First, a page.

In-depth

Q&A: Gerhard Eschelbeck, chief technology officer at Webroot

We spoke to the chief technology officer of one of InfoSecurity 2010’s main sponsors to find out more about the rise of malware in 2010.

Everyone has seen the reports and read the studies; malware is on the rise and the battle is on to fight against it and keep business networks clean from infections.

However, malware is always evolving and finding new ways to infiltrate our systems so the security industry has to be hot on its heels.

We spoke to the chief technology officer (CTO) of Webroot at InfoSecurity 2010 to find out what he sees going on in this cyber criminal industry and how companies can move forward to battle against it.

What sort of trends have you been seeing when it comes to malware?

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The threat landscape continuously evolves. I have been doing this for over 15 years [and] it has never been a boring day. There is always something new, something interesting that the bad guys are looking at doing.

But there are two main things that are going on at the moment. The first thing is technical sophistication of malware is increasing, so that means malware is getting more and more stealthy, undetectable and very difficult to find which is the goal of malware.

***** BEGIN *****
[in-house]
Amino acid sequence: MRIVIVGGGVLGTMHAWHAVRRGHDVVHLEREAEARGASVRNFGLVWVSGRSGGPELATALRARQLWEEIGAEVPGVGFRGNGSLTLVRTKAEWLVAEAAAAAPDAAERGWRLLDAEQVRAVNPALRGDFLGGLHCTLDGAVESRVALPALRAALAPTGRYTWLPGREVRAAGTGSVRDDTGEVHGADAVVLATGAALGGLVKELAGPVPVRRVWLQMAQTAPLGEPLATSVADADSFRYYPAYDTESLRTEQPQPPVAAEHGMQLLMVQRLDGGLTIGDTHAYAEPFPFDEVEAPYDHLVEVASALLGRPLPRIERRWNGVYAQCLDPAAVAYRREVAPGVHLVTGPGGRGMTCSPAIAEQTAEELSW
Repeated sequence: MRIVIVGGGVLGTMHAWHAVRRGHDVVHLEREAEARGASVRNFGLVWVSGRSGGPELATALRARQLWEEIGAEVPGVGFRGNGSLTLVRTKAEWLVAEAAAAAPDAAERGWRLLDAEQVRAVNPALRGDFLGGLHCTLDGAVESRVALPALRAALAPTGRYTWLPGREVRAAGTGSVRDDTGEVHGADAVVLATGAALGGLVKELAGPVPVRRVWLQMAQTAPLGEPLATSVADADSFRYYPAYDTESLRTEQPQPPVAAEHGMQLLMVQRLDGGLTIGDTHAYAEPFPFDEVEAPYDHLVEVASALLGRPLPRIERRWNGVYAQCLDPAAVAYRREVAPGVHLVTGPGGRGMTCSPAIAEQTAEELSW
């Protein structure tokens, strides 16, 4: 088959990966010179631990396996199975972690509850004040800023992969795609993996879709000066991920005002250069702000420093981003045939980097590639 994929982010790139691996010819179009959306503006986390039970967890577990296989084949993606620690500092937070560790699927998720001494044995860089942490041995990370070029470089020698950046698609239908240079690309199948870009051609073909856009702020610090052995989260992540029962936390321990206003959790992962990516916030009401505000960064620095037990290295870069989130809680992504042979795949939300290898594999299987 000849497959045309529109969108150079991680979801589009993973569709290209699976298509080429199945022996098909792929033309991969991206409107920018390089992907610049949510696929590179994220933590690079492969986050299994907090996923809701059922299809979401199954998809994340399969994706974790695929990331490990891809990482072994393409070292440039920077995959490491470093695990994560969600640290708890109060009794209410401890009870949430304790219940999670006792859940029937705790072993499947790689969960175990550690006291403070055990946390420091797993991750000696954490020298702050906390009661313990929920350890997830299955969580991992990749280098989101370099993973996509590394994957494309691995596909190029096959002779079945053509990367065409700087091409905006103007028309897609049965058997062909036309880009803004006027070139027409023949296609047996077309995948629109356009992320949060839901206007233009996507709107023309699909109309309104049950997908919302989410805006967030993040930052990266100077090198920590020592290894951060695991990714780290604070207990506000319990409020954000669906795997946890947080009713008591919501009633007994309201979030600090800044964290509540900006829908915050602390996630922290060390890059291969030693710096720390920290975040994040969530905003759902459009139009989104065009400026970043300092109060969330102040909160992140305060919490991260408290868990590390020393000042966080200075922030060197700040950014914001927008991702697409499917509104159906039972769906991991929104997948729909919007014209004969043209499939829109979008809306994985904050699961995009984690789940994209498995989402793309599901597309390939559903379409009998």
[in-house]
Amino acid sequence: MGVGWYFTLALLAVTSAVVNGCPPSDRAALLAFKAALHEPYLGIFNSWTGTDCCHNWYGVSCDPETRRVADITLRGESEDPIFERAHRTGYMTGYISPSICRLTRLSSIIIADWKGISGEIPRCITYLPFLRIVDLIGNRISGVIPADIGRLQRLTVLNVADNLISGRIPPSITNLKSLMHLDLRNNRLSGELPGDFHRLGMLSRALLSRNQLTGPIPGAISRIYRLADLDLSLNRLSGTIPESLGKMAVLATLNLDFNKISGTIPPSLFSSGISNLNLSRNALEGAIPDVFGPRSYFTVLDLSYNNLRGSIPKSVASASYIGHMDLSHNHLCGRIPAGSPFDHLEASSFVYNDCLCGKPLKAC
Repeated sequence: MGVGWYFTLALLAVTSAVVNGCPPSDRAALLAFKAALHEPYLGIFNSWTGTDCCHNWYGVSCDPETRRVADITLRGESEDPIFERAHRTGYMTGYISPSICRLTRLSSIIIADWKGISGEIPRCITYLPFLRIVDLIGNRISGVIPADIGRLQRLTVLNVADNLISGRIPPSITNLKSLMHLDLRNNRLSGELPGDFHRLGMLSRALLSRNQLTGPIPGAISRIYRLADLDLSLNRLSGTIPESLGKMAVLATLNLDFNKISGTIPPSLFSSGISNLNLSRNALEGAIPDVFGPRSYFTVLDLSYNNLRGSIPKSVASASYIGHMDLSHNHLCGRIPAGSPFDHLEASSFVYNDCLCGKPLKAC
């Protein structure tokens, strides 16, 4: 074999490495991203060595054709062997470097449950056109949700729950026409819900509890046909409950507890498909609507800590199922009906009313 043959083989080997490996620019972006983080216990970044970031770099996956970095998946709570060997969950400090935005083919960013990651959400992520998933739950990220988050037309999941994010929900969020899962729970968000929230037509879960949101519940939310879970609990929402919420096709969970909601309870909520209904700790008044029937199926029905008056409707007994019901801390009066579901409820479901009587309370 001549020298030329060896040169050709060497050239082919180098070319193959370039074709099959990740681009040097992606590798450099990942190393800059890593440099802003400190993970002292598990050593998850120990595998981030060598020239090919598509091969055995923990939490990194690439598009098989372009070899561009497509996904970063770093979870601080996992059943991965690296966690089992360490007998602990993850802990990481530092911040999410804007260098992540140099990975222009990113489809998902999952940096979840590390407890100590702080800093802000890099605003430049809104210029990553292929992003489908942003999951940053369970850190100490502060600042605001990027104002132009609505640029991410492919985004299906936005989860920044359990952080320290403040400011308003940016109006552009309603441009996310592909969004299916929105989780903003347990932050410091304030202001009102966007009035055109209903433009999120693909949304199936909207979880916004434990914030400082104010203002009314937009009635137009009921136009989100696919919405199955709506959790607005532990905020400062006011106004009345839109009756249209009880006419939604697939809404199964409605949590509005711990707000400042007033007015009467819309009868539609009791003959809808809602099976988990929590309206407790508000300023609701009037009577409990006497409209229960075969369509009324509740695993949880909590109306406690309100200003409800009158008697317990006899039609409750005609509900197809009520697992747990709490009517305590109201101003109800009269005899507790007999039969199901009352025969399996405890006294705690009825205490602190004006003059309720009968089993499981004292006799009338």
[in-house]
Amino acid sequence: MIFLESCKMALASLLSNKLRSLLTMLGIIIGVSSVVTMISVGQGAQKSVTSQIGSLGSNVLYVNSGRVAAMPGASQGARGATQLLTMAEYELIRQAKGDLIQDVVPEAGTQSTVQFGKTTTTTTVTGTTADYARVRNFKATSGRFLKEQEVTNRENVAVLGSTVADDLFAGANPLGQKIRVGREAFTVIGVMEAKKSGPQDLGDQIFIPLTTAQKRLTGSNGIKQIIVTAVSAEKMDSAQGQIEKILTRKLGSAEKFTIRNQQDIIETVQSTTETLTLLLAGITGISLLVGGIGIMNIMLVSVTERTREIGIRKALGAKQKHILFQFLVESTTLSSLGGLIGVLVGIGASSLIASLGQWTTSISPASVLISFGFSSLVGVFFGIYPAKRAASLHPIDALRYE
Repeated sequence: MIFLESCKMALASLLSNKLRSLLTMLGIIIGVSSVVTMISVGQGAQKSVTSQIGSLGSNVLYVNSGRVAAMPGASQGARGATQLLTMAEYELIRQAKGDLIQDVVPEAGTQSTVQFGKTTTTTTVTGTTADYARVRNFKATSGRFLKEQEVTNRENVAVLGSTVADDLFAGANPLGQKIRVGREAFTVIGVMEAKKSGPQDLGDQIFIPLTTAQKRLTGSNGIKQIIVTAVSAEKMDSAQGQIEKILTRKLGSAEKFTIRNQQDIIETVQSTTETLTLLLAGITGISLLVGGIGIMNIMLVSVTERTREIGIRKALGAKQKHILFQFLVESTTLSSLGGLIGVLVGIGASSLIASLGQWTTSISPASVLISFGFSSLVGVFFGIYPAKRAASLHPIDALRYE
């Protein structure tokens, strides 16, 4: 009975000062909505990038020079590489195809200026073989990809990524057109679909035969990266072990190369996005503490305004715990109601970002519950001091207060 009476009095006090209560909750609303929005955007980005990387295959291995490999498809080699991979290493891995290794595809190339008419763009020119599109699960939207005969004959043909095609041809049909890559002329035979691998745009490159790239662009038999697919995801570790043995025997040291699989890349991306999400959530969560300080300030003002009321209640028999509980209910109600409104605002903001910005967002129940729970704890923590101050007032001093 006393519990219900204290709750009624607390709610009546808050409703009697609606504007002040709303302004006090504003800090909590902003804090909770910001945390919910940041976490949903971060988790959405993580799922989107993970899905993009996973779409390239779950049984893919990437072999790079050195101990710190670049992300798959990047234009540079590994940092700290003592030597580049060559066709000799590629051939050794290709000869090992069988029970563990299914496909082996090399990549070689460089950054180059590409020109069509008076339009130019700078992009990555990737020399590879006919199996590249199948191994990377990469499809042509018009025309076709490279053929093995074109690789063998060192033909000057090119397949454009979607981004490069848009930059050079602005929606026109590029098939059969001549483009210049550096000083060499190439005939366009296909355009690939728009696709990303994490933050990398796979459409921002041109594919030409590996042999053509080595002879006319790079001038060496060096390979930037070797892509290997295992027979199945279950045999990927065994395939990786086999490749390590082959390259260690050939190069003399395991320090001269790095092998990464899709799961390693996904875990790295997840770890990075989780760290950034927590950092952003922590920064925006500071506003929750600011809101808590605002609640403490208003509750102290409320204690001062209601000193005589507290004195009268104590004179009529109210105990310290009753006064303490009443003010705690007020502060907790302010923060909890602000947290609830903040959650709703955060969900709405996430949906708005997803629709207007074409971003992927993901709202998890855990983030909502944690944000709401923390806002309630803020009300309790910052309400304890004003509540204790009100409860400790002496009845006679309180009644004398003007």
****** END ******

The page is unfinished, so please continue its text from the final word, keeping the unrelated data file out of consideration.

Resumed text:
The second big trend that we are seeing is the type of distribution mechanism. Now social networking for example is a very [prevalent] distribution vector by taking advantage of the trust relationships.

If I am on Facebook and I have 150 friends, my friends are trusting whatever I am sending them. But if somebody takes advantage of my account and sends messages on behalf of myself that are malicious sites, then all my 150 friends are being tricked into malware. So that trust factor within the social networking scenery is really taking advantage today by the bad guys. That is a big challenge for corporations.

Is regional malware still strong?

Malware is usually language dependent. For obvious reasons English speaking malware is the most distributed, but you see regionalised areas like Japan, [malware] very specifically targeting Japanese companies and not happening anywhere else.

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The same is true for China, Korea and those countries. There is some German and French speaking malware as well but the dominant pieces of malware are English, it's just the biggest reach.

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